The Supreme Court will hear two review petitions -- one by the Central Ground Water Authority and the other by 21 eminent citizens -- and decide on whether to issue notice and hear the same at length, a press release stated.
The second petition has been filed by the likes Ramaswamy R. Iyer, former secretary water resources, social activist Medha Patkar [ Images ], Vandana Shiva, Prof A Vaidyanathan, well known economist and former member of Planning Commission, Manoj Kumar Misra, formerly of the Indian Forest Service and currently executive director of PEACE Institute Charitable Trust, Delhi [ Images ] and Convener of Yamuna Jiye Abhiyaan, Madhu Bhaduri, a retired IFS Officer, former Indian Ambassador to Mexico and Vietnam and Ashok Khosla, chair, Development Alternatives, president of International Union for Conservation of Nature, co-chair, international resource panel and chair of the Civil Society Committee on the Interlinking of Rivers among other experts.
The petition raises the fundamental question that the order of the Supreme Court amounts to judicial overreach into the executive domain since it is not for the courts to make policies.
Further, there is a substantial body of expert opinion that the project is ill-conceived and fraught with dangerous consequences (to humans, environment and the economy), i.e., that the project is most definitely not in the national interest.
The Supreme Court did not study these expert opinions before delivering such a drastic judgment. Further, the court pre-empted prescribed procedures and processes. It is submitted that in the normal course, a project goes through certain stages and procedures: formulation (concept, pre-feasibility, feasibility, options assessment, DPR); examination/evaluation from various angles (techno-economic, environmental, ecological, financial, social, etc) by the appropriate agencies, committees and ministries; statutory clearances under the Environment Protection Act, the Forest Conservation Act, the Wildlife Protection Act, the Electricity Act, and other Acts, and the necessary state government approvals; compliance with the procedures prescribed in the EIA notification of Sept 2006, the Forest Rights Act, the Panchayats (Extention to the Schedule Areas) Act or PESA, the National Rehabilitation Policy, etc; acceptance of the project by the Planning Commission from the national planning point of view; concurrence by the finance ministry from the budgetary and financial clearance angles; and finally a decision by the cabinet. In directing the government to implement the project the judgment has ignored all the above mandatory processes and procedures.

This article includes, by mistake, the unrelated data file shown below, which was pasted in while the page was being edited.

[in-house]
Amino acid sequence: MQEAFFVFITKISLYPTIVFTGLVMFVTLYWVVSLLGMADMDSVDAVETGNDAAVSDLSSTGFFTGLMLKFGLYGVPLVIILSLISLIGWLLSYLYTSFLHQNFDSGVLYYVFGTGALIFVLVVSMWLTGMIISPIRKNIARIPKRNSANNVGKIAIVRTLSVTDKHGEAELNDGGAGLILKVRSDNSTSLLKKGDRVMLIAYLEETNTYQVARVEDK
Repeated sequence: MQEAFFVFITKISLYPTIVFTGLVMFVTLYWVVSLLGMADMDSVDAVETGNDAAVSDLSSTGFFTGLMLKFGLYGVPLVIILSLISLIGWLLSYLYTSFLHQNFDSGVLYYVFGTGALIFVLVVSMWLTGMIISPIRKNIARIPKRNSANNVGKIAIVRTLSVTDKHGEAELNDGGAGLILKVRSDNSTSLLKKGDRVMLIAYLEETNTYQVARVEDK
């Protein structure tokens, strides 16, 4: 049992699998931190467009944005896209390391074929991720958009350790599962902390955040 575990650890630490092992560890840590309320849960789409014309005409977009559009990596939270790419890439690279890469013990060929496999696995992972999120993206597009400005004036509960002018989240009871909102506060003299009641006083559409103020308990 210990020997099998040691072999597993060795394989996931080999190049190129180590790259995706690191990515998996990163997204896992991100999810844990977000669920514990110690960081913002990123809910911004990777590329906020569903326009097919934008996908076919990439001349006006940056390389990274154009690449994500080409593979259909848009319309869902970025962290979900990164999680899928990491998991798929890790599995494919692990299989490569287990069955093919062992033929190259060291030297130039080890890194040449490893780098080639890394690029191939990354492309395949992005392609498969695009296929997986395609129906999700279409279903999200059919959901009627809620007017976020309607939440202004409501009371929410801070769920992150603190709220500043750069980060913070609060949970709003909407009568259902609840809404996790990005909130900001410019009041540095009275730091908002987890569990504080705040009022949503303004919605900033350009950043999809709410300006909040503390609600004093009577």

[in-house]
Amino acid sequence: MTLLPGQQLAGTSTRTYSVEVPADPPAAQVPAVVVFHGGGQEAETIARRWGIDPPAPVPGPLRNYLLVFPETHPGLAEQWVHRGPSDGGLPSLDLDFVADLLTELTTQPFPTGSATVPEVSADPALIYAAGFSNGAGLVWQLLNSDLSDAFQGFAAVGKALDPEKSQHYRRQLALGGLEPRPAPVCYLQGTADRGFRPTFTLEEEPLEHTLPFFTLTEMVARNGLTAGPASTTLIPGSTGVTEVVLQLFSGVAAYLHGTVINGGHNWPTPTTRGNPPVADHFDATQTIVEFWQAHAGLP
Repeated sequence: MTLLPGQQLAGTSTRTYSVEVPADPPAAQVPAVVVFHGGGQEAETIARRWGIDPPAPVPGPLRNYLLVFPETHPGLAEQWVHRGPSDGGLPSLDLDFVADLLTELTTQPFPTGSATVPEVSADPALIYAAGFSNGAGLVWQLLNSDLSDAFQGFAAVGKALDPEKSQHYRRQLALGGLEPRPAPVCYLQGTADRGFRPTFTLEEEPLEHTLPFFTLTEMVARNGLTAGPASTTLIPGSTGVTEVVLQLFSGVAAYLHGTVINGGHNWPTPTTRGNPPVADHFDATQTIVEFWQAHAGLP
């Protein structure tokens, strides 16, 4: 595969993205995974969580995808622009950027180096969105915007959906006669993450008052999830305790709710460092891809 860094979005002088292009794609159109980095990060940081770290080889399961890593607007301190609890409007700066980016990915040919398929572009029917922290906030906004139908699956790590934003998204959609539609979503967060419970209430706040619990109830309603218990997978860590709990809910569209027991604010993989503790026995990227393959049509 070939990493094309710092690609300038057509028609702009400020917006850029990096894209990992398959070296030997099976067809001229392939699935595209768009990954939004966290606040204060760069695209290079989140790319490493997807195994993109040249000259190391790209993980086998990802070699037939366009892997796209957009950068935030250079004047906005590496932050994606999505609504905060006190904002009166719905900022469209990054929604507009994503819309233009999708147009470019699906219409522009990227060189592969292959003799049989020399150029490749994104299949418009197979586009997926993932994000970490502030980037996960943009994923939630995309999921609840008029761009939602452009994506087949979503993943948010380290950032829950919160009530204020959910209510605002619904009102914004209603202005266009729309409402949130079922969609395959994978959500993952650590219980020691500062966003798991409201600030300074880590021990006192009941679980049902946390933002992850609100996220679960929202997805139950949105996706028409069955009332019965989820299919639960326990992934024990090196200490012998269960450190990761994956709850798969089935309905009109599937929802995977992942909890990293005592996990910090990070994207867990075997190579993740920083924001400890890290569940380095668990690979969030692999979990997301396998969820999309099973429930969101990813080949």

The SC, in its judgment dated February 27, had directed the Union of India [ Images ] to implement the interlinking of rivers project and to set up a special committee to carry out that implementation; laid down that the committee's decisions shall take precedence over all administrative bodies created under the orders of this court or otherwise; directed the Union Cabinet to take all final and appropriate decisions, and laid down a time limit of 30 days (preferably) for such decision-making.
It also granted "liberty to the learned amicus curiae to file contempt petition in this court, in the event of default or noncompliance of the directions contained in this order".